To revisit the rocket staging thought experiment, consider two scenarios: EMdrive 1 accelerating itself to its "limiting velocity", say 100 km/s, and a chemical rocket carrying EMdrive 2 accelerating itself to 100 km/s by conventional means. The discussion upthread indicates that if COE is conserved, EMdrive 1, having brought itself up to 100 km/s will not be able to accelerate further. But if the rocket propelling EMdrive 2 "stages" away, releasing its EMdrive payload, would EMdrive 2 be able to accelerate to a higher velocity than EMdrive 1 relative to the "real" inertial reference frame EM1 obeys at their mutual starting point? Where you place the "real reference frame" matters.This strikes me as a qualitative problem with Traveller's theory. How does EMdrive 1 "know" that if it continues to accelerate, it will violate COE? Your description of some sort of subatomic stress left me totally unconvinced, as it has no empirical backing. If you are going to rely on such a thing, please provide a reference to a peer reviewed journal with an impact factor greater than 1.

If you read the paper, please understand I'm referring to the gradient of equation (5);(P/F)^2 = (v - v0)^2, Sorry, I see now I was being sloppy. I hadn't finished my first cup of coffee yet this morning. It happens on forums, I'm not as formal with my language as I should be and my thoughts are not always as clearly stated as I think they are at the time. In haste, I may say things incorrectly or abbreviate my thoughts in ways that are not clear to others. Please, on this forum, taken what I say with a grain of salt. If I publish a paper, then that is what I have given thought to and where I attempted to express them clearly.It is not the gradient of F/P, as I mistakenly said above. Equation 5 is correct in the paper we are discussing, refer to that for the Math please.The gradient of (P/F)^2 = v^2 is not a force, it is an acceleration vector that opposes the force when you are accelerating an object, and results in the Newtonian force of gravity when it is the gravitational acceleration;GM/r = (v - v0)^2d/dr GM/r = -GM/r^2 = g m/s^2d/dr (P/F)^2 = -a m/s^2, Where the ratio P/F is only constant at a constant r, but is a variable wrt r. This gradient opposes the thrust. When the force of the thruster acting on the mass is offset by the gradient (-a), the object can no l longer increase its inertial mass, it has reached equilibrium with its own gravity, due to its increased inertial mass. Pushing on the ground at 1g will not move the earth.Todd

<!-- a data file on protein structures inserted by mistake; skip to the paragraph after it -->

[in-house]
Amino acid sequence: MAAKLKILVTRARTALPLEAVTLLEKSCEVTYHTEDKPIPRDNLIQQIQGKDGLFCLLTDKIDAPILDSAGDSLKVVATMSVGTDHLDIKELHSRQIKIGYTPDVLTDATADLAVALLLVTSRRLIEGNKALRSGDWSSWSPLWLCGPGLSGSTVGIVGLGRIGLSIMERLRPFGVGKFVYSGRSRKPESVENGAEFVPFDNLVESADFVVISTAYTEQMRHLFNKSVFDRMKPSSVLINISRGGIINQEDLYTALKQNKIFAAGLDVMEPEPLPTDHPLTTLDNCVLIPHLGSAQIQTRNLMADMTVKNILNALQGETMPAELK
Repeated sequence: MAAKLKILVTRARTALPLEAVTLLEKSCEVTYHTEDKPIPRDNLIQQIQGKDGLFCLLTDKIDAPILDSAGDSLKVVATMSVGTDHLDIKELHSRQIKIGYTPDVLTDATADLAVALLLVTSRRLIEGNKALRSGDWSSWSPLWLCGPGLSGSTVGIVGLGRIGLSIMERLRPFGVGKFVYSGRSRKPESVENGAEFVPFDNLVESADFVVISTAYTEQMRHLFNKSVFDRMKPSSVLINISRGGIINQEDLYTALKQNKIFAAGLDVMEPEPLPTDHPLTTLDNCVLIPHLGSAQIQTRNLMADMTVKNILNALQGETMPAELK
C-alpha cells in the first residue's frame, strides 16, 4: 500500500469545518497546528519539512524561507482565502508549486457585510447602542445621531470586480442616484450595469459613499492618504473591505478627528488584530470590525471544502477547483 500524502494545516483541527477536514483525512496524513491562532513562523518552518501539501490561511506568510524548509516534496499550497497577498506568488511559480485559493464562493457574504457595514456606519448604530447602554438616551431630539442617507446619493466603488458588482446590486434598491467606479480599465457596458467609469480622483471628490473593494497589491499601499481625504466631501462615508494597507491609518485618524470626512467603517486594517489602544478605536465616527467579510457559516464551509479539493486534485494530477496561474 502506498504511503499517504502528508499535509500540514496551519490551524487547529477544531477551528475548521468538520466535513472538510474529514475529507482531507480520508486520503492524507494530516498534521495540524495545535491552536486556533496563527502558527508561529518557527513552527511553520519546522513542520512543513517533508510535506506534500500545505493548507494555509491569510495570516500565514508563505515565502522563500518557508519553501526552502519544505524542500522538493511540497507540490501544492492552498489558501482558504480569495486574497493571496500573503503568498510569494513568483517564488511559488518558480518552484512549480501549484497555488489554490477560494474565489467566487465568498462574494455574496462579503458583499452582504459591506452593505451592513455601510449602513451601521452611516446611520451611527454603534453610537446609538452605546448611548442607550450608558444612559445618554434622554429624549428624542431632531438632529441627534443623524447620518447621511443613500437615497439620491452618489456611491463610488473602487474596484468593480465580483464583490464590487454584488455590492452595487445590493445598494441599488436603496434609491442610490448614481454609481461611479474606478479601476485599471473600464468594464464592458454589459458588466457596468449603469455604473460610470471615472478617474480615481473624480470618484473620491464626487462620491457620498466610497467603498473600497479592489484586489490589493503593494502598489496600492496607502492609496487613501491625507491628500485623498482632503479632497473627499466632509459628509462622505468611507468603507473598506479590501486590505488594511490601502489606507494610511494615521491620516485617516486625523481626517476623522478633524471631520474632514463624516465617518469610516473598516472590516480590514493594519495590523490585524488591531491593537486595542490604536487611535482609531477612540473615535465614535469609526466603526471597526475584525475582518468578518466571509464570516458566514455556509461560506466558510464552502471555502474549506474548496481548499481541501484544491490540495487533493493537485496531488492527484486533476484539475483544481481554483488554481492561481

Quote from: vulture4If we accept frame invariance (and it is hard not to) then the reactionless thrust cannot vary with velocity. Precisely. That is all I am saying. Todd and Rodal, however, seem to think differently.

If we accept frame invariance (and it is hard not to) then the reactionless thrust cannot vary with velocity.

...The power input P to the device is taken to be a constant and is also known accurately. The device carries its own power supply on board, which delivers constant input power by design.Putting all the above together, it is clear that we are able to directly test the validity of the assertion "F = P/v" from any inertial frame, and that the measured values of F and P will be identical in any and all of these frames. Clearly, however, the measured value of v will be different in different inertial frames....

The power input P to the device is taken to be a constant and is also known accurately.

the measured value of v will be different in different inertial frames

...Now, for a car accelerating along a flat road, we know that F = P/v is a true description of the situation. Given the above, how can that be? The answer is that in the case of the car, there is indeed a preferred frame in respect of the car, and that is the road itself. The car's tyres are in physical contact with the road and thus 'v' has an absolute significance as far as the car's engine is concerned. It is doing work by pushing off against the road and the elementary mechanics of the situation shows that, for constant P, the thrust F will decrease with increasing v, and F = P/v will hold. Equal and opposite momentum is transferred to the road, which of course is not something we notice, given the mass of the Earth....

Quote from: deltaMass on 06/07/2015 08:41 PMQuote from: vulture4If we accept frame invariance (and it is hard not to) then the reactionless thrust cannot vary with velocity. Precisely. That is all I am saying. Todd and Rodal, however, seem to think differently.So what do you think about the momentum argument, i.e. that radiation pressure exerted by a photon depends only on frequency, and not on group velocity?